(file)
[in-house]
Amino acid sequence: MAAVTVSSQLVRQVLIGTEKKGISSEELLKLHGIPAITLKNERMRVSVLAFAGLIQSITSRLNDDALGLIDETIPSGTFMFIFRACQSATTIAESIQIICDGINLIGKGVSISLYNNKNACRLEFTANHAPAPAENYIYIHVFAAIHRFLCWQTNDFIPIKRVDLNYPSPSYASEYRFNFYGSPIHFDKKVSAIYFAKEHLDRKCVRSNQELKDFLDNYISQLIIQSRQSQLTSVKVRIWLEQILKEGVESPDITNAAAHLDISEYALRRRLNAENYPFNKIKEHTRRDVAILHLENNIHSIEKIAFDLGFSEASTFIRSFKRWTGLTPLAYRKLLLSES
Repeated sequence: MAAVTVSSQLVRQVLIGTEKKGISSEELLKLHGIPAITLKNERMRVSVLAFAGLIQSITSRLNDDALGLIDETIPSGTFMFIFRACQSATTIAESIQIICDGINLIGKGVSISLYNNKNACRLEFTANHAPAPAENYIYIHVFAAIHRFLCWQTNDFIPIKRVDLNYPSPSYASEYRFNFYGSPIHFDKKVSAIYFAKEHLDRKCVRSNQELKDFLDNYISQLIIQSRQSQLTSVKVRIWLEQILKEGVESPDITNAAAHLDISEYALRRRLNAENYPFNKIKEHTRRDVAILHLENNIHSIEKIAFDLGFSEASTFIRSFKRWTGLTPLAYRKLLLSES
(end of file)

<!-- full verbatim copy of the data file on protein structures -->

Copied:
[in-house]
Amino acid sequence: MAAVTVSSQLVRQVLIGTEKKGISSEELLKLHGIPAITLKNERMRVSVLAFAGLIQSITSRLNDDALGLIDETIPSGTFMFIFRACQSATTIAESIQIICDGINLIGKGVSISLYNNKNACRLEFTANHAPAPAENYIYIHVFAAIHRFLCWQTNDFIPIKRVDLNYPSPSYASEYRFNFYGSPIHFDKKVSAIYFAKEHLDRKCVRSNQELKDFLDNYISQLIIQSRQSQLTSVKVRIWLEQILKEGVESPDITNAAAHLDISEYALRRRLNAENYPFNKIKEHTRRDVAILHLENNIHSIEKIAFDLGFSEASTFIRSFKRWTGLTPLAYRKLLLSES
Repeated sequence: MAAVTVSSQLVRQVLIGTEKKGISSEELLKLHGIPAITLKNERMRVSVLAFAGLIQSITSRLNDDALGLIDETIPSGTFMFIFRACQSATTIAESIQIICDGINLIGKGVSISLYNNKNACRLEFTANHAPAPAENYIYIHVFAAIHRFLCWQTNDFIPIKRVDLNYPSPSYASEYRFNFYGSPIHFDKKVSAIYFAKEHLDRKCVRSNQELKDFLDNYISQLIIQSRQSQLTSVKVRIWLEQILKEGVESPDITNAAAHLDISEYALRRRLNAENYPFNKIKEHTRRDVAILHLENNIHSIEKIAFDLGFSEASTFIRSFKRWTGLTPLAYRKLLLSES